Home The Week in Links The Week In Links–May 31st

The Week In Links–May 31st

Dear Rhoda Grant, Stop trying to rescue us from cash-money, thanks. (Image via Comically Vintage)
Dear Rhoda Grant, stop trying to rescue us from cash-money, thanks. (Image via Comically Vintage)

Brooklyn prosecutors advised local police to stop confiscating condoms as evidence of prostitution.

Labour MSP Rhoda Grant lodged a Members Bill to criminalize the purchase of sex in the Scottish Parliament. The Daily Record reports the sobering revelation that a public consultation on the proposed Purchase of Sex Bill found almost 80 per cent of respondents would back it.  Sex workers’ rights org SCOT-PEP put together a press release maintaining that Grant has “ignored the overwhelming evidence from renowned academics, unbiased experts and international bodies warning of the dangers of her proposed legislative approach, as well as the lived experiences of sex workers themselves.”

A new app for Iphone and Android allows people to conveniently snitch to the The Texas Alcohol and Beverage Commission if they suspect underage drinking, drug abuse, overserving, prostitution, or gambling at restaurants and bars.

Nepal’s Supreme Court accused a prominent anti-trafficking group of detaining a woman against her will so she could undergo counselling for being a lesbian. What about all the sex workers similarly detained in the group’s ‘rehabilitation centers’?

South African MPs ponder decriminalizing prostitution.

Marion Cottilard’s Cannes festival offering, The Immigrant, features yet another saintly ho. Weren’t we done with that theme after Dostoevsky?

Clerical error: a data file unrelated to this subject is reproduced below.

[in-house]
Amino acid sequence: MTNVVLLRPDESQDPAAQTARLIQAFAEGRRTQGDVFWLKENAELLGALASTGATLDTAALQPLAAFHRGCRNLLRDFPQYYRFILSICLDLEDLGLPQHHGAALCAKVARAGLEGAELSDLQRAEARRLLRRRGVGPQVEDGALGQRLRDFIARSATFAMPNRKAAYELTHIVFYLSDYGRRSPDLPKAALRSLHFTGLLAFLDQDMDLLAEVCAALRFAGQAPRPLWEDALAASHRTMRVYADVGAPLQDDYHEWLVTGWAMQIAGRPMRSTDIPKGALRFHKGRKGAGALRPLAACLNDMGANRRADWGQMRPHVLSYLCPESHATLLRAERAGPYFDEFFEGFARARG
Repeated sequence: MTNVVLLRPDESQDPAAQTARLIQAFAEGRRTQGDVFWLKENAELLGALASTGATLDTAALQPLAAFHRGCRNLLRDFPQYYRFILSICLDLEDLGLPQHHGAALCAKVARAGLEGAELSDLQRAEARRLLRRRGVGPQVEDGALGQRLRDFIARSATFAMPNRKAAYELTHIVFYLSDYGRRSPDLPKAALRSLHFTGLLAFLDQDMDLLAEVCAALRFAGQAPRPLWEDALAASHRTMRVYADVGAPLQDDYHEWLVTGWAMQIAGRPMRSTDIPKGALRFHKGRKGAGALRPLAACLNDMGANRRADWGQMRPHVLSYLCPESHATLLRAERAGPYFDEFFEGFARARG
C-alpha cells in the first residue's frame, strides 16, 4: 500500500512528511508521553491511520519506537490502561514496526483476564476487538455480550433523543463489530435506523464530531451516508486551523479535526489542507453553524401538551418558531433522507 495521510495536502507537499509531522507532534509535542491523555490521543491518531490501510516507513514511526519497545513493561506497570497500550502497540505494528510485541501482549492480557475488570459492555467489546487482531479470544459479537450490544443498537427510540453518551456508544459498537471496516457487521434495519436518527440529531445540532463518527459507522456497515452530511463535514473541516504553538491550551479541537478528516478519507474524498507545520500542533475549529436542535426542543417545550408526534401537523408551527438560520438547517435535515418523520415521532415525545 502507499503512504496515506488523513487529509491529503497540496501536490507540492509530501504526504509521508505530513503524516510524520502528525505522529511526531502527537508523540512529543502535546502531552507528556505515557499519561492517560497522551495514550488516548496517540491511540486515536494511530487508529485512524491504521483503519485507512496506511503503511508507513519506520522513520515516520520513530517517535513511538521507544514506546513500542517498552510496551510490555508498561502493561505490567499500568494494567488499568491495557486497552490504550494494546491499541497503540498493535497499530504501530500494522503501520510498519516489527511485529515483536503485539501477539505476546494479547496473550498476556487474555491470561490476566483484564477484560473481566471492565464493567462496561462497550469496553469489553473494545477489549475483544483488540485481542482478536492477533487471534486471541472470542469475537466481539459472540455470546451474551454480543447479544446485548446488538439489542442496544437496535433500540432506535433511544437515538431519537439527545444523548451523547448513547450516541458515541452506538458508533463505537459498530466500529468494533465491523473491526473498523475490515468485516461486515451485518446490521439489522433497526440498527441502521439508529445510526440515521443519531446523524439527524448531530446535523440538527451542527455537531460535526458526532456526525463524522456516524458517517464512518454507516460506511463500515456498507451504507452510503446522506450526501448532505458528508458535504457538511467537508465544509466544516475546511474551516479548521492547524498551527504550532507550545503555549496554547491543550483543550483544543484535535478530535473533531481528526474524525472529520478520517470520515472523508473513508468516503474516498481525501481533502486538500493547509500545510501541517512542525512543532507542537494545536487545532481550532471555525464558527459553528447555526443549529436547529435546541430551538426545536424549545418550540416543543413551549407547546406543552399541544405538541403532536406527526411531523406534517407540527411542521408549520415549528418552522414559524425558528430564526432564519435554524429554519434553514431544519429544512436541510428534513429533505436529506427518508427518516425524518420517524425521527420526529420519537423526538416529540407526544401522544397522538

Nevada brothel workers talk back in response to LinkedIn’s decision to ban prostitutes from the site.

A Connecticut woman was arrested for prostitution after calling police to report abuse from her pimp.

A bill that would have mandated condom use in all Californian porn shoots was squashed in committee this week.

The Economist points out what many of us know from grim experience in a piece on the sex trade in Britain: contrary to common wisdom, vice industries are NOT recession proof.

Zimbabwe’s police have launched a crackdown against sex work in streets and bars, often arresting women for simply walking alone at night unaccompanied. Zimbabwean women’s rights groups have filed a formal protest against these practices with the Ministry of Home Affairs.

Two women implicated in an Allentown, Pennsylvania, ‘prostitution ring’ currently on trial in Manhattan took the stand yesterday to defend their alleged father-son ‘pimp’ team — Vincent George and Vincent George Jr. — against charges of sex-trafficking, touting their excellent employee benefits. According to The New York Post, the women received furnished homes, cars, ski trips to Vermont, Florida beach vacations, and, in one case, four years of fully funded maternity leave. The New York Times chimes in with some tiresome copy about pimp brainwashing and the not-so-heartening observation that “[t]he case is part of a shift in law enforcement that seeks to treat prostitutes like victims instead of criminals.”

A Proposition 35 copycat bill, Assembly Bill 67, which blurs the line between sex trafficking and sex work, is gaining momentum in Nevada.

Some great pro-sex workers’ rights op eds appeared this week: one in the American Prospect championing arguments against the anti-prostitution loyalty oath before the Supreme Court, and quoting Meena Seshu of Indian sex workers’ rights org SANGRAM, and one by feminist human rights worker Francoise Girard in the Globe and Mail, advocating for a decision to abolish prostitution related laws in Bedford v. Canada.

A group of sex workers and activists are pressing for better access to healthcare and reforms across the Asia-Pacific region with the ultimate goal of decriminalizing sex work.

In response to Osaka mayor Toru Hashimoto’s comments last week that Korean and Chinese sex slaves were necessary to Japan’s WWII war effort, Reuters profiles Masayoshi Matsumoto, a 91-year old war veteran and Christian pastor who has made it his life’s mission to speak out about the injustice of the war and the suffering of women forced to work in Japanese wartime military brothels.






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